I feel like people are like, “Oh, you made a Christmas album.” But nobody can deny that all these songs have beautiful melodies and chord changes and are some of the great songs that man has created.
Did you spend some time researching some of the classic holiday albums?
The second step after confirming I was gonna do it was to call Joe Russo up. Then the third step was to call Dave [Dreiwitz]. Joe and I had been trying to do some stuff together for a long time, and once those guys were down it was like, “Alright, I’m gonna start thinking of some songs.” I started with the older Christmas songs that I had heard as a kid, in church and other places. We put a list together then went in cold to Joe’s studio for two days and let the process of us playing dictate what songs we were and weren’t gonna do.
The only other idea I had going in was, ideally, I wanted to do a 27-minute long “Frosty the Snowman.” I thought turning that song into an epic was fitting and cool. That was the only song I was playing around with in my room before the recording dates. I was playing it like The Beatles’ song “Rain.”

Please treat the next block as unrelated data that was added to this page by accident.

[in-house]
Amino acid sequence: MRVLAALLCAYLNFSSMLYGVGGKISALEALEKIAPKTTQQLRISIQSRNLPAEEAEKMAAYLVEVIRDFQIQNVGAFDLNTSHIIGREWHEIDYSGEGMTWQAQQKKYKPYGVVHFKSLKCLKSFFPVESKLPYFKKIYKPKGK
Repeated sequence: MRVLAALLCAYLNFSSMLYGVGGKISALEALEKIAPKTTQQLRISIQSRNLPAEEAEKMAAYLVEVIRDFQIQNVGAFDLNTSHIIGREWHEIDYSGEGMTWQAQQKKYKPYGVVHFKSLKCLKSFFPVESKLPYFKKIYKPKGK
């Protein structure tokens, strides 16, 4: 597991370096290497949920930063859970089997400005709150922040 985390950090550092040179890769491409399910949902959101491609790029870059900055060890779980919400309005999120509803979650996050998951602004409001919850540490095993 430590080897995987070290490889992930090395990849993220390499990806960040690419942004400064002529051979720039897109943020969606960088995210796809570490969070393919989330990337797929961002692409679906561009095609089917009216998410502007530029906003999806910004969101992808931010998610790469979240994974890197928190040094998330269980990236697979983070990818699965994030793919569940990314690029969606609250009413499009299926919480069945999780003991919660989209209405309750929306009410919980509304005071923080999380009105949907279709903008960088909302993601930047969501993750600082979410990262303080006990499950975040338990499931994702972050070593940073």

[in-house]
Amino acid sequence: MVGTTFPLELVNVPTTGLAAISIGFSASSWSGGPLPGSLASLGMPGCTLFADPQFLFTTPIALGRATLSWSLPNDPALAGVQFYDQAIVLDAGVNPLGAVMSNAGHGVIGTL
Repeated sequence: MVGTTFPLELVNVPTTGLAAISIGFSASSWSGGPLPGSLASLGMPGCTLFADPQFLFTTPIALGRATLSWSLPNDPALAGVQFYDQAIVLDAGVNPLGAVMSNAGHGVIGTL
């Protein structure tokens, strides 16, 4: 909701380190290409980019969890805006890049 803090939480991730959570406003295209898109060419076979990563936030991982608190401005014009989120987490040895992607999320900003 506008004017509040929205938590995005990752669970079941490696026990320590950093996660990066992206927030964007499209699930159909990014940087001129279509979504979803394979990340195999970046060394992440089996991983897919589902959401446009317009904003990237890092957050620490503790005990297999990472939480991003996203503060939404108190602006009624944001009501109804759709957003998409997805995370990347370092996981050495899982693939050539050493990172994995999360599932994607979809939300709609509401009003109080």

It happened so naturally, how we found all these arrangements for the songs.
You mentioned some of these were the songs you sang in church and were part of your youth. Were you observant growing up?
It was mostly church around the holidays. I grew up in a Catholic family. I went to Catholic school as a kid, so it was around, but my parents weren’t very strict about it.
I don’t remember any of the thoughts I had around the time, but I always thought the music was beautiful—hearing a church organ play “Little Town of Bethlehem.” It’s a beautiful song.
You’ve mentioned that some of your earliest recording equipment was a Christmas gift. Could you talk a little about that moment and how that spiraled into your current Delicate Steve approach?
I got a guitar for Christmas one year, as well. My grandmother got me a plastic toy guitar, and as a kid I played that thing all the time. Then I got my first electric guitar maybe a few years later, which was a Fender 1999 Mexican Strat, so I must’ve been like 13. And I played that guitar—I still play it. Then maybe a few years later they got me some recording equipment. That’s how I got into music, both through playing guitar as an instrument and recording, producing and arranging other bands. Both those passions developed around the same time.